The number of Americans filing for benefits fell more than expected last week, near 42-year lows.» Read More
"The world is looking at the United States and asking the question. 'Can we effectively govern ourselves?'" Leon Panetta tells CNBC.
Wall Street's bulls may be partying hard on the prospect of a Washington debt deal, but the actual vote is likely to trigger a "sell the news" letdown.
Pimco founder Bill Gross warned Treasury investors that this type of gridlock is likely here to stay.
Washington may have just swung at strike three of its efforts this year to scare Wall Street into doing its bidding.
How destructive would a US default be? John Chambers, chairman of the sovereign ratings committee at Standard and Poor's, has a grim answer.
Financial markets are holding out for a deal in Washington to avert a debt default but that patience could fade quickly if a deal is not reached soon.
Fitch Ratings put the US government's AAA credit rating on 'rating watch negative' Tuesday
The amount of money going into hedge funds hit a five-year high in September, a sign that the industry is returning to pre-financial crisis levels.
There are scenarios in which the U.S. goes into sustained default, but it's more likely we narrowly avoid disaster and resume the fight in January.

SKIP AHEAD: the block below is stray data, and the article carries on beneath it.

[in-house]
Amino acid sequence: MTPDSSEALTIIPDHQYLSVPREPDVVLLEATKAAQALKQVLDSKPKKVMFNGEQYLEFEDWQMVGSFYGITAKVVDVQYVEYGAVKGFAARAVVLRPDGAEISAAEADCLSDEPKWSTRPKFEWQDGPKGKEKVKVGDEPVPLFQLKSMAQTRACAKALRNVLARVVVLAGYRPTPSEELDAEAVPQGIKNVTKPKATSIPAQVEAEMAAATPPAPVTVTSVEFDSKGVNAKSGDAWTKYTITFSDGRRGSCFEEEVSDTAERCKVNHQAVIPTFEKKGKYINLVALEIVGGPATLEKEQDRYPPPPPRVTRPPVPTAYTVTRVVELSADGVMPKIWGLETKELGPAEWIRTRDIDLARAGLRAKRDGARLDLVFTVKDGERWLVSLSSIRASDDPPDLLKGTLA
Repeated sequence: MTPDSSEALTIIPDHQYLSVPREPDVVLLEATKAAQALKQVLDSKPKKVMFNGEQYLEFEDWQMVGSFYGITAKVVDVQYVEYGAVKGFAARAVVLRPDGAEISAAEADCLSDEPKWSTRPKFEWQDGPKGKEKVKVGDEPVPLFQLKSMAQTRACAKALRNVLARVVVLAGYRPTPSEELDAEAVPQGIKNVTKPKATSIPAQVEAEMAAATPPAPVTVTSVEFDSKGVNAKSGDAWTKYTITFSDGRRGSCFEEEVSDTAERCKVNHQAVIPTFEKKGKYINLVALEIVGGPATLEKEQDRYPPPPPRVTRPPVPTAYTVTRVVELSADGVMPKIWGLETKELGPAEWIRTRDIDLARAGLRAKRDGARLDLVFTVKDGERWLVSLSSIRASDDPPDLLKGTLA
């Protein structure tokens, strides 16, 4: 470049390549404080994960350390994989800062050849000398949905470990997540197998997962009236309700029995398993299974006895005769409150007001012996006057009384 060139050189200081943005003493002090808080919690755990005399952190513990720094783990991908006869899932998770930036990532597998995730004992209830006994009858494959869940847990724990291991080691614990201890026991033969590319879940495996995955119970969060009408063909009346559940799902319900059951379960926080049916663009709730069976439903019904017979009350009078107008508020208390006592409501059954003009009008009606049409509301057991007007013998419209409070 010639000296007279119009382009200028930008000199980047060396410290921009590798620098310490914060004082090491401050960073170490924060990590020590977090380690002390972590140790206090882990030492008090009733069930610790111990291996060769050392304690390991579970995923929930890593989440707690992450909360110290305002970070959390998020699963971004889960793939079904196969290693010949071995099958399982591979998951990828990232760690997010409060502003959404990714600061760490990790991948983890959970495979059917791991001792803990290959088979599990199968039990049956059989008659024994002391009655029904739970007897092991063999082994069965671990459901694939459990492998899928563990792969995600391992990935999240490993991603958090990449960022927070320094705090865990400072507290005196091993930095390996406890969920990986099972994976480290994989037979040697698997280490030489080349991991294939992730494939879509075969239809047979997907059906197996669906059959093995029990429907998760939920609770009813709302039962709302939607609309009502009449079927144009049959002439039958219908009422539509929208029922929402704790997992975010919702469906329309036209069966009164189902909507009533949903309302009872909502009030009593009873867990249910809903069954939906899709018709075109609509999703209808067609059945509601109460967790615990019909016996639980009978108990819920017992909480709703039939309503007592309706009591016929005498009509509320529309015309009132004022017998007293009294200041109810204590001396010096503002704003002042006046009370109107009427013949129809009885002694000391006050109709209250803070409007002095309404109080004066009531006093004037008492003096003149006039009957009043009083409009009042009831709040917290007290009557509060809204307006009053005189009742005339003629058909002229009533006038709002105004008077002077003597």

All doom-and-gloom aside, the federal government is unlikely to run out of money Thursday, even if the latest hopes for a budget deal don't pan out.
One of three American economists who won the 2013 economics Nobel Prize on Monday expressed alarm at the rapid rise in global housing prices.
Hours after announcing the House would hold an evening vote on a GOP-crafted measure the vote was delayed, kicking the debate back to the Senate.
Puerto Rican government representatives held a presentation for investors, as the commonwealth tries to calm them about its debt load.
Regulators and investors seem to disagree with recent calls for the ouster of the head of JPMorgan over the bank’s expensive legal troubles.
Australian Treasurer Joe Hockey told CNBC the U.S. government shutdown has taught his country a lesson on how not to handle their domestic problems.
The federal government is already running on fumes and the Treasury's best guess is they can make it through Thursday—but no one knows for sure.
A new study concludes that the fiscal uncertainty created by our crisis government costs the U.S. a full point of GDP and about 900,000 jobs.
Three American scientists won the 2013 economics Nobel prize on Monday "for their empirical analysis of asset prices," the award-giving body said.
CNBC's Steve Liesman takes a look at how fourth quarter GDP will fare as the results of the real effects of the shutdown.
The expectation that a debt deal may be forthcoming from talks in the Senate is "very possible," Sen. Bob Corker told CNBC.